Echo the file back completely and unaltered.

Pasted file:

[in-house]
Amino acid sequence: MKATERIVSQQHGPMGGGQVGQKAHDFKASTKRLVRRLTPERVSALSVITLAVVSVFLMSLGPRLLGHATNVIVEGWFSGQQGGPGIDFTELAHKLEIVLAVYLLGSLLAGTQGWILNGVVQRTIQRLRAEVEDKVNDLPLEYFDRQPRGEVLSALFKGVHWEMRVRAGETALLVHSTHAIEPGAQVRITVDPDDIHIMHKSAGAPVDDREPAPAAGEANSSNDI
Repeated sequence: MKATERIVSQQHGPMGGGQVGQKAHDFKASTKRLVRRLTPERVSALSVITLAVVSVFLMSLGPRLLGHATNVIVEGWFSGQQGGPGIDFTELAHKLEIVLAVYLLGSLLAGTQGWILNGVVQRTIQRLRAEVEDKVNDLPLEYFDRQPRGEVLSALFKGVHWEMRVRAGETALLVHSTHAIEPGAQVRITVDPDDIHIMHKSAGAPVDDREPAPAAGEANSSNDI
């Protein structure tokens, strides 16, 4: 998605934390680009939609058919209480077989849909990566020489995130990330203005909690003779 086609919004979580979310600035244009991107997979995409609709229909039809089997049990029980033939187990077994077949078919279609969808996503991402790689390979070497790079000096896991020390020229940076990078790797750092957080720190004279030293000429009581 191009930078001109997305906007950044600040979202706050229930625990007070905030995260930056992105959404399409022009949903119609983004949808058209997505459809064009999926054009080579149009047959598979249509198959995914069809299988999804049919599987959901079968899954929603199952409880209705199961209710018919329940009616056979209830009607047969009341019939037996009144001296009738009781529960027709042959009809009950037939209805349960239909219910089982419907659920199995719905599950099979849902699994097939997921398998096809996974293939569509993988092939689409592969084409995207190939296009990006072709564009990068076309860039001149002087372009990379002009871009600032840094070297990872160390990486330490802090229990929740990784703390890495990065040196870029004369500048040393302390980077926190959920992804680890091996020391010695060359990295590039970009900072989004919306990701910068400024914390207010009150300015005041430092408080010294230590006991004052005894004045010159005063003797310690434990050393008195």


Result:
[in-house]
Amino acid sequence: MKATERIVSQQHGPMGGGQVGQKAHDFKASTKRLVRRLTPERVSALSVITLAVVSVFLMSLGPRLLGHATNVIVEGWFSGQQGGPGIDFTELAHKLEIVLAVYLLGSLLAGTQGWILNGVVQRTIQRLRAEVEDKVNDLPLEYFDRQPRGEVLSALFKGVHWEMRVRAGETALLVHSTHAIEPGAQVRITVDPDDIHIMHKSAGAPVDDREPAPAAGEANSSNDI
Repeated sequence: MKATERIVSQQHGPMGGGQVGQKAHDFKASTKRLVRRLTPERVSALSVITLAVVSVFLMSLGPRLLGHATNVIVEGWFSGQQGGPGIDFTELAHKLEIVLAVYLLGSLLAGTQGWILNGVVQRTIQRLRAEVEDKVNDLPLEYFDRQPRGEVLSALFKGVHWEMRVRAGETALLVHSTHAIEPGAQVRITVDPDDIHIMHKSAGAPVDDREPAPAAGEANSSNDI
């Protein structure tokens, strides 16, 4: 998605934390680009939609058919209480077989849909990566020489995130990330203005909690003779 086609919004979580979310600035244009991107997979995409609709229909039809089997049990029980033939187990077994077949078919279609969808996503991402790689390979070497790079000096896991020390020229940076990078790797750092957080720190004279030293000429009581 191009930078001109997305906007950044600040979202706050229930625990007070905030995260930056992105959404399409022009949903119609983004949808058209997505459809064009999926054009080579149009047959598979249509198959995914069809299988999804049919599987959901079968899954929603199952409880209705199961209710018919329940009616056979209830009607047969009341019939037996009144001296009738009781529960027709042959009809009950037939209805349960239909219910089982419907659920199995719905599950099979849902699994097939997921398998096809996974293939569509993988092939689409592969084409995207190939296009990006072709564009990068076309860039001149002087372009990379002009871009600032840094070297990872160390990486330490802090229990929740990784703390890495990065040196870029004369500048040393302390980077926190959920992804680890091996020391010695060359990295590039970009900072989004919306990701910068400024914390207010009150300015005041430092408080010294230590006991004052005894004045010159005063003797310690434990050393008195």